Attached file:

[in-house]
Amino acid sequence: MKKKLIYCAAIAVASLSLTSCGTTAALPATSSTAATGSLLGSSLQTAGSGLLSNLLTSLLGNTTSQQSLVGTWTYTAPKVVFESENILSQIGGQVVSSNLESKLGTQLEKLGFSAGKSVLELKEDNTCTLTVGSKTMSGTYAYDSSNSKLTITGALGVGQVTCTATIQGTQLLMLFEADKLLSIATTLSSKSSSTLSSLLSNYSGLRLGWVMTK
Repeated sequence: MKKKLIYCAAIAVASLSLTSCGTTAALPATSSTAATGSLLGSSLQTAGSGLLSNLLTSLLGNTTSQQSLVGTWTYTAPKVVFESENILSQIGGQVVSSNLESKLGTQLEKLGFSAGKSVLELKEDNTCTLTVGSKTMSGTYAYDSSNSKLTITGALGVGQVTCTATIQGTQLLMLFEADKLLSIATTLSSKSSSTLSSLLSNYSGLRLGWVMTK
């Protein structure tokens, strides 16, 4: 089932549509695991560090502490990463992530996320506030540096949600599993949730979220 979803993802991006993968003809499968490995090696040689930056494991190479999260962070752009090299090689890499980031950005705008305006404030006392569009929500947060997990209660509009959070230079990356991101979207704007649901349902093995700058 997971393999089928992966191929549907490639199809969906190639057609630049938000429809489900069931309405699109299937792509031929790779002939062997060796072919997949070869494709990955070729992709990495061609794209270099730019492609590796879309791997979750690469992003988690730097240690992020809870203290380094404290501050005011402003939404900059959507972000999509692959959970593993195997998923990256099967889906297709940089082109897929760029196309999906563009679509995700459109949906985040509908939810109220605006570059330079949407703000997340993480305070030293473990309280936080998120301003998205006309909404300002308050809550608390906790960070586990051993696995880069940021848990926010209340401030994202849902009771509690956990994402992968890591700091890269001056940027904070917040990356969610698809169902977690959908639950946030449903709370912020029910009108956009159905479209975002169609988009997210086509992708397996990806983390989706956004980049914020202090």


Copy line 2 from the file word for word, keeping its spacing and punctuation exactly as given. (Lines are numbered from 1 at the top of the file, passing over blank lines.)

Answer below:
Amino acid sequence: MKKKLIYCAAIAVASLSLTSCGTTAALPATSSTAATGSLLGSSLQTAGSGLLSNLLTSLLGNTTSQQSLVGTWTYTAPKVVFESENILSQIGGQVVSSNLESKLGTQLEKLGFSAGKSVLELKEDNTCTLTVGSKTMSGTYAYDSSNSKLTITGALGVGQVTCTATIQGTQLLMLFEADKLLSIATTLSSKSSSTLSSLLSNYSGLRLGWVMTK